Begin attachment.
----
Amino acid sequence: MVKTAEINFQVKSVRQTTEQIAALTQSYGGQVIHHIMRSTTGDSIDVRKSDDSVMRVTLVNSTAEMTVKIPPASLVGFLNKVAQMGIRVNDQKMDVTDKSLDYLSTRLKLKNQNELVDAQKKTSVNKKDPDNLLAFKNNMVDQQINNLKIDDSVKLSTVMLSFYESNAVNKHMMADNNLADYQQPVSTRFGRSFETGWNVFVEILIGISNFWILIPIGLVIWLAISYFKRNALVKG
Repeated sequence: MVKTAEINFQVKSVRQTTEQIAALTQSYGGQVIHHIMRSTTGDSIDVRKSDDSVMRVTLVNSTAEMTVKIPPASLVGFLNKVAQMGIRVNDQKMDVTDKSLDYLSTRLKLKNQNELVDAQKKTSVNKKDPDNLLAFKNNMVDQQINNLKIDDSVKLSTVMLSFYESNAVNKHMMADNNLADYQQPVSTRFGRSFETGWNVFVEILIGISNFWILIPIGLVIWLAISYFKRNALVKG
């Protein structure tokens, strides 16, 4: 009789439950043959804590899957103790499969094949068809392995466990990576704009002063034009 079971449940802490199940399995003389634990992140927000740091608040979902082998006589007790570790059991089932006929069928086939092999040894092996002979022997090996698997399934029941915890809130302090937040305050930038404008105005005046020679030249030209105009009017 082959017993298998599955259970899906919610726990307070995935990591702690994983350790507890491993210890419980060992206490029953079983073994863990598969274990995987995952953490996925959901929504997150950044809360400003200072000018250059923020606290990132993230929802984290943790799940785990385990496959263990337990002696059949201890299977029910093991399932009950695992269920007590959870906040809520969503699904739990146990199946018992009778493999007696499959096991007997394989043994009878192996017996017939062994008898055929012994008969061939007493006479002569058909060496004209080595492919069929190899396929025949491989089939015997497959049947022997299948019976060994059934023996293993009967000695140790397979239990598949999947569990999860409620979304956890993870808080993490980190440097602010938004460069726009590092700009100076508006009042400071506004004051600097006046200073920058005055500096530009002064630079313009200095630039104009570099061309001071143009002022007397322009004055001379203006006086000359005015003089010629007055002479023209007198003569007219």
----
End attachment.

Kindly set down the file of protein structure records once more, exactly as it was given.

Amino acid sequence: MVKTAEINFQVKSVRQTTEQIAALTQSYGGQVIHHIMRSTTGDSIDVRKSDDSVMRVTLVNSTAEMTVKIPPASLVGFLNKVAQMGIRVNDQKMDVTDKSLDYLSTRLKLKNQNELVDAQKKTSVNKKDPDNLLAFKNNMVDQQINNLKIDDSVKLSTVMLSFYESNAVNKHMMADNNLADYQQPVSTRFGRSFETGWNVFVEILIGISNFWILIPIGLVIWLAISYFKRNALVKG
Repeated sequence: MVKTAEINFQVKSVRQTTEQIAALTQSYGGQVIHHIMRSTTGDSIDVRKSDDSVMRVTLVNSTAEMTVKIPPASLVGFLNKVAQMGIRVNDQKMDVTDKSLDYLSTRLKLKNQNELVDAQKKTSVNKKDPDNLLAFKNNMVDQQINNLKIDDSVKLSTVMLSFYESNAVNKHMMADNNLADYQQPVSTRFGRSFETGWNVFVEILIGISNFWILIPIGLVIWLAISYFKRNALVKG
């Protein structure tokens, strides 16, 4: 009789439950043959804590899957103790499969094949068809392995466990990576704009002063034009 079971449940802490199940399995003389634990992140927000740091608040979902082998006589007790570790059991089932006929069928086939092999040894092996002979022997090996698997399934029941915890809130302090937040305050930038404008105005005046020679030249030209105009009017 082959017993298998599955259970899906919610726990307070995935990591702690994983350790507890491993210890419980060992206490029953079983073994863990598969274990995987995952953490996925959901929504997150950044809360400003200072000018250059923020606290990132993230929802984290943790799940785990385990496959263990337990002696059949201890299977029910093991399932009950695992269920007590959870906040809520969503699904739990146990199946018992009778493999007696499959096991007997394989043994009878192996017996017939062994008898055929012994008969061939007493006479002569058909060496004209080595492919069929190899396929025949491989089939015997497959049947022997299948019976060994059934023996293993009967000695140790397979239990598949999947569990999860409620979304956890993870808080993490980190440097602010938004460069726009590092700009100076508006009042400071506004004051600097006046200073920058005055500096530009002064630079313009200095630039104009570099061309001071143009002022007397322009004055001379203006006086000359005015003089010629007055002479023209007198003569007219």